The growth and development he exhibited in the outfield was the result of just one year at the position. Keeping Odubel Herrera in center for 2016 will give him the opportunity to continue improving. If he can iron out his routes, his defensive potential is extraordinary thanks to his speed, instincts and decent arm. Then, add elite defense to his propensity for doubles pop (and beyond), hard contact, and an increasingly discerning eye at the plate and Herrera could conceivably be a 3-5 win player at the position for years to come. Moving down the defensive spectrum to a corner outfield spot at this key point in his development would be a costly mistake that could ultimately diminish his overall value.
The Case for Peter Bourjos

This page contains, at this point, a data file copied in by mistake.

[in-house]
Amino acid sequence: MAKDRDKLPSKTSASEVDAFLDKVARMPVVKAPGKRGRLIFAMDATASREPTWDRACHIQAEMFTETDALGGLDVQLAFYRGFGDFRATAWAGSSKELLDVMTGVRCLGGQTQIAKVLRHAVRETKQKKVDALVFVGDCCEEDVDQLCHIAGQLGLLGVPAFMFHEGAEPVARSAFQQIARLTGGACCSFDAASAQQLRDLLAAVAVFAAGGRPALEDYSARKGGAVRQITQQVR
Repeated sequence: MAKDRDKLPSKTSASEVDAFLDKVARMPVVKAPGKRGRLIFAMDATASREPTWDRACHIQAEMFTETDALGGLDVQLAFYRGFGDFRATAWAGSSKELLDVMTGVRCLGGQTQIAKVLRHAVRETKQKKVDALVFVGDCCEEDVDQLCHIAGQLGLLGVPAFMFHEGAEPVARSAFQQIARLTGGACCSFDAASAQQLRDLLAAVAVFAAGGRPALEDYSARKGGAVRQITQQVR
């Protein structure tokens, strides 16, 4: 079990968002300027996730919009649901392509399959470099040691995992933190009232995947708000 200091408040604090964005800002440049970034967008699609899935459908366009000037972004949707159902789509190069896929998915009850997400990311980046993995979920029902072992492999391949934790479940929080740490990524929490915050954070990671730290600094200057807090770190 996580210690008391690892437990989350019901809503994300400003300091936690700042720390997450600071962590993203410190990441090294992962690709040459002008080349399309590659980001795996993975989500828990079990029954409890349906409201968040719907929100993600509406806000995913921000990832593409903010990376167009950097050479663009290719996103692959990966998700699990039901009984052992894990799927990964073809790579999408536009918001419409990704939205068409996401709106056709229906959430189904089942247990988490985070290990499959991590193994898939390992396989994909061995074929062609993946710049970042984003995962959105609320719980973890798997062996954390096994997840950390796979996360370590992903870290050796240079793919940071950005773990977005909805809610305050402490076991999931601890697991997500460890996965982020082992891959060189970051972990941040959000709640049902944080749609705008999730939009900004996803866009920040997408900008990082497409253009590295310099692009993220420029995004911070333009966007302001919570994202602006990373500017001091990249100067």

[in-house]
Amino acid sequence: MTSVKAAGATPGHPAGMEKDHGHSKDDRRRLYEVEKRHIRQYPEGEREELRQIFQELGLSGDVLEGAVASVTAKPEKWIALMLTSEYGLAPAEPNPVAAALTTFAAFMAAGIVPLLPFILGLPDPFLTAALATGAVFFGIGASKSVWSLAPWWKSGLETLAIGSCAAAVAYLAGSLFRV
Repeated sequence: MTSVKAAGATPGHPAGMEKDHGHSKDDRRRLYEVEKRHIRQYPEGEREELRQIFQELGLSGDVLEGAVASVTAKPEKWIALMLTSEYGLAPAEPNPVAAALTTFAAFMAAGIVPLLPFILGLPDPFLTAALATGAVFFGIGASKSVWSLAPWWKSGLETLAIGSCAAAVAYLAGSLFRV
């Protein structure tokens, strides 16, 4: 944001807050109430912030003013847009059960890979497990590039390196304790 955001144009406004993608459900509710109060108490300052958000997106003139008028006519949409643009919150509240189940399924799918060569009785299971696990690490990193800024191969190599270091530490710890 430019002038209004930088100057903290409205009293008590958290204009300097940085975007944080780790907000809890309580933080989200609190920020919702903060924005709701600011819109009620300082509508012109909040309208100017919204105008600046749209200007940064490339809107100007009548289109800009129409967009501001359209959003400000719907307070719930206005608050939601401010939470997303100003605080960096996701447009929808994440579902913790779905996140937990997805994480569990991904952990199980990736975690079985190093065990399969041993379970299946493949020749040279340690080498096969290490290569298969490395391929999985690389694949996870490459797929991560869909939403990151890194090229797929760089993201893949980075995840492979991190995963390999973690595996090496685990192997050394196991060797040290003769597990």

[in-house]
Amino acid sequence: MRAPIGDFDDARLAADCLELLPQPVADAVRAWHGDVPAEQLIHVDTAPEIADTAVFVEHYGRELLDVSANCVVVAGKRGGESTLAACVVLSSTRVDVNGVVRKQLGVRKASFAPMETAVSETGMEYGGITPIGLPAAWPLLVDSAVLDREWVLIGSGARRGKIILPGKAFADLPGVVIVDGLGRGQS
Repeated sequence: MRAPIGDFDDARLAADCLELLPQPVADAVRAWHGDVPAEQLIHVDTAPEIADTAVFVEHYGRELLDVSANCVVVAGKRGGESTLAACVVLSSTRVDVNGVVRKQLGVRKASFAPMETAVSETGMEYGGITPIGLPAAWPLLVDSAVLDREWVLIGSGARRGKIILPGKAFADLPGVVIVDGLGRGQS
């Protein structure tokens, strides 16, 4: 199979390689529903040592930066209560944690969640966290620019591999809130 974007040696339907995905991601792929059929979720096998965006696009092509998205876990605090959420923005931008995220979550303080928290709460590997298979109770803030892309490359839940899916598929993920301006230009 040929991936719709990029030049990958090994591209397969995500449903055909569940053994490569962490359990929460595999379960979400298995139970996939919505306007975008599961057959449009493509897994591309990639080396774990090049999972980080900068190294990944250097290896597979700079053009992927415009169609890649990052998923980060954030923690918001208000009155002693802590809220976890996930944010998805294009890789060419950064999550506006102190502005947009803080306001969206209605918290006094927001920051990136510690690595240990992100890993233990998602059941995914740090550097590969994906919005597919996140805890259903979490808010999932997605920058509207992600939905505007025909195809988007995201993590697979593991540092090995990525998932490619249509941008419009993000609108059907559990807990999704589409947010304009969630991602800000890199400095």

The biggest contribution Bourjos is likely to make to the Phillies is his elite outfield defense and there is no reason to believe he won’t be able to put that on display no matter which outfield position he mans, regardless of prior experience. If he were likely to remain with the Phillies organization for an extended period of time, deciding between Bourjos and Herrera could be as simple as answering the question “Who is the better defensive center fielder?,” and it’s certainly possible that the answer to that question is Bourjos. Of course, that’s not the situation in which the Phillies find themselves. It’s worth noting that stellar play in center field could help boost Bourjos’ trade value, but because Bourjos’ stint in Philadelphia will be brief and his trade value relatively minimal, the significantly more pressing consideration is Herrera’s development. Therefore, the case for playing Bourjos in center is better presented as the case for moving Herrera to a corner.